As a researcher I’m incredibly interested in conflict, its causes, and its effects. It may have started with “how do I get my brother not to get mad at me?” and continues with “how do we get people to not beat up their loved ones?” Though I heard someone mention the other day that the world has less conflict now than ever, it’s still worth looking into the causes of it.
In that vein, Nathan Nunn and Nancy Qian have a new NBER working paper examining how food aid causes conflict. In a earlier paper, they presented some relatively straightforward relationships between food aid and need. Essentially, we send food where it is needed, but donor countries respond more to internal shocks than shocks in the recipient country. So, we send food where it’s needed, but mostly only if we have extra. The follow-up paper, or how that food aid contributes to civil war, is the one whose abstract is here.
This paper examines the effect of U.S. food aid on conflict in recipient countries. To establish a causal relationship, we exploit time variation in food aid caused by fluctuations in U.S. wheat production together with cross-sectional variation in a country’s tendency to receive any food aid from the United States. Our estimates show that an increase in U.S. food aid increases the incidence, onset and duration of civil conflicts in recipient countries. Our results suggest that the effects are larger for smaller scale civil conflicts. No effect is found on interstate warfare.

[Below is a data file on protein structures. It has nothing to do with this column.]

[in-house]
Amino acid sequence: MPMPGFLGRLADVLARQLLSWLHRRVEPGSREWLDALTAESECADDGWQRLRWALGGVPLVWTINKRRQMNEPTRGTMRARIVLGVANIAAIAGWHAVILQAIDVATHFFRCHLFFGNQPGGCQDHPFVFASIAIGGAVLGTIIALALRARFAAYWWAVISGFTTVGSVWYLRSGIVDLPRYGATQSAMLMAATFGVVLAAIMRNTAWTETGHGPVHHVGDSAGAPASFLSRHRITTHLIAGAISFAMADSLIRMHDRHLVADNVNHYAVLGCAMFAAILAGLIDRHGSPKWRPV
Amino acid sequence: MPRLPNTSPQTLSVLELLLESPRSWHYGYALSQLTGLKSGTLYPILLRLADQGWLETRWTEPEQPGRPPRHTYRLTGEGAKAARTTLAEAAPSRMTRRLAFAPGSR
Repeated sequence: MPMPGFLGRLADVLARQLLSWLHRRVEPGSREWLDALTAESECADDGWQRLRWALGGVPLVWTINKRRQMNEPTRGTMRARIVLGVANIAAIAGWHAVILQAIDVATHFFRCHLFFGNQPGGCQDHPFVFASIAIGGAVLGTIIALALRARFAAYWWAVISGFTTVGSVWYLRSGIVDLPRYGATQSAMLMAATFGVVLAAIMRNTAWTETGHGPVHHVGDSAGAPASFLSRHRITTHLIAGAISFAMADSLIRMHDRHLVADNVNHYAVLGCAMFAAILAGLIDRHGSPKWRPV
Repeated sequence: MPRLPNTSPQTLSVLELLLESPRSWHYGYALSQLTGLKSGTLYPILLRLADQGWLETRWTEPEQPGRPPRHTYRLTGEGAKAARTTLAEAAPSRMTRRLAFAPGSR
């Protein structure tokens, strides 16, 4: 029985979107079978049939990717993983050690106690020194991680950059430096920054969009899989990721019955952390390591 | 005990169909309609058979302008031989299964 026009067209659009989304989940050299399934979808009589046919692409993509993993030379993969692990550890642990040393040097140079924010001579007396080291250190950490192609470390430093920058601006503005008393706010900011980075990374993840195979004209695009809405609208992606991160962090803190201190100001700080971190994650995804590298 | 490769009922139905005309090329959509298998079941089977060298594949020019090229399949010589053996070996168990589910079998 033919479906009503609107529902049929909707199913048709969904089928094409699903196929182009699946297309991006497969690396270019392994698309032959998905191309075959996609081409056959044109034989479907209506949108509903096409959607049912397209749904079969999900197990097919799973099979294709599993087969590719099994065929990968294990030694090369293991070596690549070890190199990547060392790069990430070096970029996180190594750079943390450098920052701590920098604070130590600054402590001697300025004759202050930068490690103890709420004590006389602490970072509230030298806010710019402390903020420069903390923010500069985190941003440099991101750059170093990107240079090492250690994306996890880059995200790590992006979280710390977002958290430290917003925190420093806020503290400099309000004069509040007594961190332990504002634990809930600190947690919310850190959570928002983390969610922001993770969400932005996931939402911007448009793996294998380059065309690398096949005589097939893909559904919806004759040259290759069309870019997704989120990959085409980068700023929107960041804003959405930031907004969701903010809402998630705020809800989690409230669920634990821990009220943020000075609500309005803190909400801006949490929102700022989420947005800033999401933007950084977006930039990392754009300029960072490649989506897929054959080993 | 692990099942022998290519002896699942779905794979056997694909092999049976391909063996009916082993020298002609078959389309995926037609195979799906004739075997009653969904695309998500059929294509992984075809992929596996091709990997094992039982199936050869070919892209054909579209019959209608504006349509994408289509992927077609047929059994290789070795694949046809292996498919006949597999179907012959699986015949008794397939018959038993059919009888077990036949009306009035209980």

There are plenty of questions about this, but my first thought is why we don’t see an effect on interstate warfare? Particularly in places where tribal allegiances or religious allegiances are more salient than national ones, what makes food aid have a differential effect on different types of conflict? Is there some sort of endogeneity in the places we send food aid based on their form of war? It seems like we might restrict food aid to places who are violating borders, which would pose a problem for their identification strategy.
See also Marc Bellemare for his two cents.
Nunn, Nathan and Qian, Nancy. “Aiding Conflict: The Impact of U.S. Food Aid on Civil War” (January 2012). NBER Working Paper No. w17794.
Nunn, Nathan and Qian, Nancy. “The Determinants of Food Aid Provisions to Africa and the Developing World” (December 2010). NBER Working Paper No. w16610.